var node = $('myNode'); //Equivalent to document.getItemById('myNode');
 var e1 = new Element('div', {id: 'myDiv'});
 node.inject(div, 'top');

Which would find the tag with id "myNode" and append a new div named "myDiv" as its first item.


The Utilities libraries contain functionality to make some everyday web-page coding easier. Two of the libraries provide increased support for working with the DOM, one defining a DomReady event that is fired when the DOM has finished loading, and another for browsing elements and their children more easily. This second library provides methods such as contains and nth-child to more easily traverse child elements. The utilities libraries provide full Javascript Object Notation support for serializing and deserializing Javascript objects. There is also a Cookie library for quickly and painlessly dealing with Javascript cookies, and a Swiff library for creating simple Flash objects.


The Fx libraries allow developers to create animation effects in their webpages by dynamically adjusting CSS properties. The basic effect is a Tween which transitions an item to a new CSS property value over a period of time. For example, we could change a link's color style from red to blue using:

 var myFx = new Fx.Tween(myLinkElement);
 // adjust the color style from red (#f00) to blue (#00f)
 myFx.start('color', '#f00', '#00f);

The Morph class allows developers to adjust more than one property at once, and the Transition class allows users to specify how evenly to transition from the starting value to the end value (for example, we could get exponentially closer to the end style rather than linearly progressing to it).


The request library serves as a nice object- and event-based set of AJAX tools. The basic process for issuing a request begins with the creation of a new Request object and setting that object's options (such as the request URL) via an object dictionary. The next step is registering a set of handlers for events that may occur on the Request (such receiving a successful response, or failing). The final step is actually sending the request. The libraries include support for generating raw HTTP requests as well as HTML and JSON requests (which will automatically encode and decode Javascript objects as Strings).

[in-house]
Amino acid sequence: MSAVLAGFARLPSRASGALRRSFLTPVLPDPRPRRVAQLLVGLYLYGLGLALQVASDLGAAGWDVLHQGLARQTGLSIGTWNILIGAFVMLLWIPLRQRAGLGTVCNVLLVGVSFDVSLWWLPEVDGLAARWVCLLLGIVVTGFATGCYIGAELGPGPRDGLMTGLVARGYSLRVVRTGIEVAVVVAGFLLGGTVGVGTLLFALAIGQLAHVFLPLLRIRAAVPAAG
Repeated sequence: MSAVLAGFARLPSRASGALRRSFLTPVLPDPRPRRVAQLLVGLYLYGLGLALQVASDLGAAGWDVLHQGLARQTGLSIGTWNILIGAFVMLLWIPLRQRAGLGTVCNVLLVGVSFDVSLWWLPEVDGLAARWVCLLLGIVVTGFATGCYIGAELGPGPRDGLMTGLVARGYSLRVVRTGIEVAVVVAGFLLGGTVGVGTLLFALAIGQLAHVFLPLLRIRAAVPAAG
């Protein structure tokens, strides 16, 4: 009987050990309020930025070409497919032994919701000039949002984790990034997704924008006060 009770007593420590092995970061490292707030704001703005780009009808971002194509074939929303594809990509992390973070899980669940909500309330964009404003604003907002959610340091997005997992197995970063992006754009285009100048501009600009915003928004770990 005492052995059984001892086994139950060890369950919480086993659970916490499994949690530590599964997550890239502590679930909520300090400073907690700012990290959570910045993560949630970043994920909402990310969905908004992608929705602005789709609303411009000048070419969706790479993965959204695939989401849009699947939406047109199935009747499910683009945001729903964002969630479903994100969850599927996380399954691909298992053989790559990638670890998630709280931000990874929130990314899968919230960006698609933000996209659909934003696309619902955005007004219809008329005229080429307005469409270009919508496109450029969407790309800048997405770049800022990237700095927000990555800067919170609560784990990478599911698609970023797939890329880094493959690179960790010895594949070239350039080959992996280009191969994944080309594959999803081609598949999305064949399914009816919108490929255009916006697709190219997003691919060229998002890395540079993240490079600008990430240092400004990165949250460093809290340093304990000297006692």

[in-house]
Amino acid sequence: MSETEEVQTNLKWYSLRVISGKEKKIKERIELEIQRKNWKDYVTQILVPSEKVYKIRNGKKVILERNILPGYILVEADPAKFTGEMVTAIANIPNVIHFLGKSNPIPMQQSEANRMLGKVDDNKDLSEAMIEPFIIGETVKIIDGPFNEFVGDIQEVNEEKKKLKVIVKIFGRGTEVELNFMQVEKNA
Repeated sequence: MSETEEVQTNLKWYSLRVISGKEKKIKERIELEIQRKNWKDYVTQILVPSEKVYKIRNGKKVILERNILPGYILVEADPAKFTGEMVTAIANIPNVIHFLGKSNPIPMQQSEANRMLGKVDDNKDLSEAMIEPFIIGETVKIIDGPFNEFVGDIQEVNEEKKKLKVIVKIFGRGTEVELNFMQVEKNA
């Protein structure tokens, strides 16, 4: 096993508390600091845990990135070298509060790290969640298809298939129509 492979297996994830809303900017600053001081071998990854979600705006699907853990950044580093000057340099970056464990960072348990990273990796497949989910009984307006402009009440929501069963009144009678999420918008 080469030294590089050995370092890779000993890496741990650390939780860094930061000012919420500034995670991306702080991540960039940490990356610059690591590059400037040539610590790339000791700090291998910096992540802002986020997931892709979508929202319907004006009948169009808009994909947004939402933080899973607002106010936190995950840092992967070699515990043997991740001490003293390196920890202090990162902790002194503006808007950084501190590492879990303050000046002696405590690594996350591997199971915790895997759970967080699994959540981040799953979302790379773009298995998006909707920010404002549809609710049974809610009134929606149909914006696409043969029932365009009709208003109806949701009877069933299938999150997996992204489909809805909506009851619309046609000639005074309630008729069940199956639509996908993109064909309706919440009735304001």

Plug-ins LibraryEdit

In the Plug-ins library we begin to see some component-oriented design. The Plug-ins library contains a series of components that encapsulate different kinds of functionality for DOM elements, all built on top of the functionality from the core libraries. For instance, the accordion component (shown in the example below) actually encapsulates the functionality of allowing different sections to expand and collapse automatically as the user clicks on different sections.

As explained below, the Accordion component is created by passing in the elements that should be made clickable, and the elements that should expand and collapse in response to user clicks. The component returned can then be used in the webpage, and the details of how the expansions and collapses happen are completely hidden from the users of the component.


A simple web page using MooTools can be found at Class Demo.

This page was built using the following code:

 window.addEvent('domready', function() {
   var slider = new Fx.Slide('accordion', {mode : 'horizontal', duration : 'long'}).hide();
   show = true;
   $('showHide').addEvent('click', function() {
     $('showHide').empty().appendText(show = !show ? 'Show' : 'Hide');
   new Accordion($('accordion'), 'h3.toggler', 'div.element', { opacity : true });

Notice that the very first line of code creates an event handler on the window. This is a programming pattern in MooTools that ensures that the javascript doesn't get executed until the DOM is completely constructed. The true body of the code occurs inside this event handler.

The first line:

 var slider = new Fx.Slide('accordion', {mode : 'horizontal', duration : 'long'}).hide();

tells the MooTools framework to find the 'accordion' element (the element is found by id) and create a slider from it, using the given properties. Calling the hide() method on the newly created slider immediately tells the slider to start hidden.

The second line:

 $('showHide').addEvent('click', function() {
   $('showHide').empty().appendText(show = !show ? 'Show' : 'Hide');

adds an event handler to the 'showHide' link at the top of the page that does two things:

  1. It toggles the text of the link between 'Show' and 'Hide'.
  2. It tells the slider object to toggle its display.

These two method calls are enough to create all of the functionality of making the content of the 'accordion' div slide on and off the screen when the link is clicked.

Finally, the third line:

 new Accordion($('accordion'), 'h3.toggler', 'div.element', { opacity : true });